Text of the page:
Lastly (for now), I should mention that there are many excellent painting forums out there.  Coolminiornot is a good one, but WAMP, OzPainters, and a few others are almost exclusively geared towards miniature painting artists.  Heck, even more gaming-focused forums like Warseer or DakkaDakka have decent miniature painting threads, although I’ve found the users more concerned with getting decent looking results across a whole army.

Whether you’re new or old to painting, take it from me… there are so many more sources of inspiration and instruction than there were back when I started.  Back then, all we had to go on were pics in Dragon and White Dwarf magazine, and we would have to guess and reverse engineer the paint jobs we admired.  Nowadays you can spend a few minutes reading a book, watching a DVD, or surf the web, and get enough material to work on for weeks.  Best of all, you can even get in touch with those artists you admire and get tips directly from them!

The trick is to keep pushing yourself, and trying new things.  If you continue to use the techniques you already know, you won’t grow as an artist.  You might get faster, you might get a bit more polished, but you won’t be expanding your “toolbox” of tricks, so to speak.  It’s much more challenging and frustrating to try something out of your comfort zone, but nothing beats that “eureka!” moment you get when you successfully replicate someone else’s results.  At that moment, you start adapting it to your own style, mixing it with your own techniques, and come up with something new and uniquely yours.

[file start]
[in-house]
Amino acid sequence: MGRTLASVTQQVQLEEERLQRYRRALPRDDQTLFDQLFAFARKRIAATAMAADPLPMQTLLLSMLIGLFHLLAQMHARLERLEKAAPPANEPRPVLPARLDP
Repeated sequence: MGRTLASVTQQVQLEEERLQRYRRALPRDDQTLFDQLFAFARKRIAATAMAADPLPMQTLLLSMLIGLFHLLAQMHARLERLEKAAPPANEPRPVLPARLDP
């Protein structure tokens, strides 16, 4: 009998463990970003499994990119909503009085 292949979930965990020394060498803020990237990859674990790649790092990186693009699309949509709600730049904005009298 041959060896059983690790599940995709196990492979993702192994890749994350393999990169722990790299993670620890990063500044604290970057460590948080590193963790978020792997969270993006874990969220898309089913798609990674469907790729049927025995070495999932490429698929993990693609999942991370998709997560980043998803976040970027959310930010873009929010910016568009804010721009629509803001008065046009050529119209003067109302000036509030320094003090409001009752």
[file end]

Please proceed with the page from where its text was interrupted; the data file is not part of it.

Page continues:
Recently, I spent a stupid amount of time trying to feather and wet blend true metallics on a sword… took me the entire afternoon just to do one side, and my jaw was sore from gritting my teeth in frustration.  The finished result was amazing though… much more depth than I’m used to seeing in my metallic paintings, although it was looking a bit grainier and rougher than I would like.  Still… I can see where this is all going, and I learned more in that one afternoon than I have in many months previously.  If I keep at it, I may get the effects to be much smoother and seamless, in less time, and I’ll really be proud of what I’ve done.

So long as I don’t lose my patience and revert back to my old habits, that is.